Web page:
Gates at the Tulsa State Fair opened Thursday. The fun is already in full swing and deputies are patrolling the fairgrounds to keep everyone safe.
Every year the number one call deputies get is lost kids, and this year they are focusing on ways to be proactive instead of reactive.
"We take a lot of effort on the front side planning before the fair, months in advance, looking at the things going on around the country at other state fairs, how the responders have reacted to them and plan for them on the front side," Captain Scott Dean said.
Deputies said they expect more than one million people to come to the fair over the next 11 days. With so many people, things are bound to happen.
"Little kid comes off a ride, mom and dad are wearing blue jeans and I think I'm following the right pair of blue jeans and, ‘Oh crap, it's not them,’" Dean said.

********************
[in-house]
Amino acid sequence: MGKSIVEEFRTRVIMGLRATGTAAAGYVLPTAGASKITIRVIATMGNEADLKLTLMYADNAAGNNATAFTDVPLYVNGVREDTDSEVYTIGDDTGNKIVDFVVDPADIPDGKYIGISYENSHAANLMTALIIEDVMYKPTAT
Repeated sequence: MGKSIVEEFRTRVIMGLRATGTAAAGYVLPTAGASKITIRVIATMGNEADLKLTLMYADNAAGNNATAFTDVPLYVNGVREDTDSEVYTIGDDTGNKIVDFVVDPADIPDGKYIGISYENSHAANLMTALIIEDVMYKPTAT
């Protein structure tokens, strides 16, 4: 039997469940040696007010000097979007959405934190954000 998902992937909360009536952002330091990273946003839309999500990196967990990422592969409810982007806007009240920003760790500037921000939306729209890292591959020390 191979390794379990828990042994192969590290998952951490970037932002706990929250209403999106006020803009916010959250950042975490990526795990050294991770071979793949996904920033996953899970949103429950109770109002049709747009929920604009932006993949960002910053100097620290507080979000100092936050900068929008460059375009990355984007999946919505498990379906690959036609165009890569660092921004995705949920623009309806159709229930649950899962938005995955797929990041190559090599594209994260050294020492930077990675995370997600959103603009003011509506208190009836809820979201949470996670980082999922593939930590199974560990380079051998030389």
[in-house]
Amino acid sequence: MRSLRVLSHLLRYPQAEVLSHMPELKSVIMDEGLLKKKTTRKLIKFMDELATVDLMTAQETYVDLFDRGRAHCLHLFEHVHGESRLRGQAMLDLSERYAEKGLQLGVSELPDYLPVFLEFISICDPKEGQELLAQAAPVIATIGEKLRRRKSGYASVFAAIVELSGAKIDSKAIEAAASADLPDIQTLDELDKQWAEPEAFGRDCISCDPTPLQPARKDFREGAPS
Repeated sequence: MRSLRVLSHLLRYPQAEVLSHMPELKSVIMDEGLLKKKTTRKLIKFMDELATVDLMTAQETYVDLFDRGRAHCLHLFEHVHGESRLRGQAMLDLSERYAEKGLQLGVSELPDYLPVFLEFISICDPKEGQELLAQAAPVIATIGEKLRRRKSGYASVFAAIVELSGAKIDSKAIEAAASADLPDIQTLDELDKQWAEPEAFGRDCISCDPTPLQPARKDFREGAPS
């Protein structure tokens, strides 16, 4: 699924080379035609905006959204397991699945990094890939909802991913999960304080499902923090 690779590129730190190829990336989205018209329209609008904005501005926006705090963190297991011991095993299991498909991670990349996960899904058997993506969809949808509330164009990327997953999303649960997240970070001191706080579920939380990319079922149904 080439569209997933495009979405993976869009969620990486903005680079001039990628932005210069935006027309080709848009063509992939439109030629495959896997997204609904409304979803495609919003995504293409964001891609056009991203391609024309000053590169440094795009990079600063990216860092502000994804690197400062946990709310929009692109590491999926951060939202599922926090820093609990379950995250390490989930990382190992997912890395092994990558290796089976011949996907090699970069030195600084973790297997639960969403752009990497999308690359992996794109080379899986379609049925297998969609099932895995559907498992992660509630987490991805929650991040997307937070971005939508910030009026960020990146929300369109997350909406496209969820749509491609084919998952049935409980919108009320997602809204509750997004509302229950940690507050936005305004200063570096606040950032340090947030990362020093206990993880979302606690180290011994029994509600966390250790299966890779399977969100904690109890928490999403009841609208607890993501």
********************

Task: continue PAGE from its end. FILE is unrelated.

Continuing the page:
Deputies are handing out wristbands to parents so they can write their number on it and put it on their child so it's easier to find them.
"We just walked by and saw that they had them and I thought it was a really good idea because if your child does get separated then they have a phone number to call instead of just calling out the parents’ names or trying to figure out where the child's parents went to," parent Dax Allcorn said.
The rides, food and games are all fun, but deputies say keeping your children with you and watching your surroundings is an important part of having a good time.
"We always try to make sure they are in the stroller or holding our hands,” Allcorn said.
Another way to be proactive is to take a picture of your child when you get to the fair so deputies will know exactly who to look for.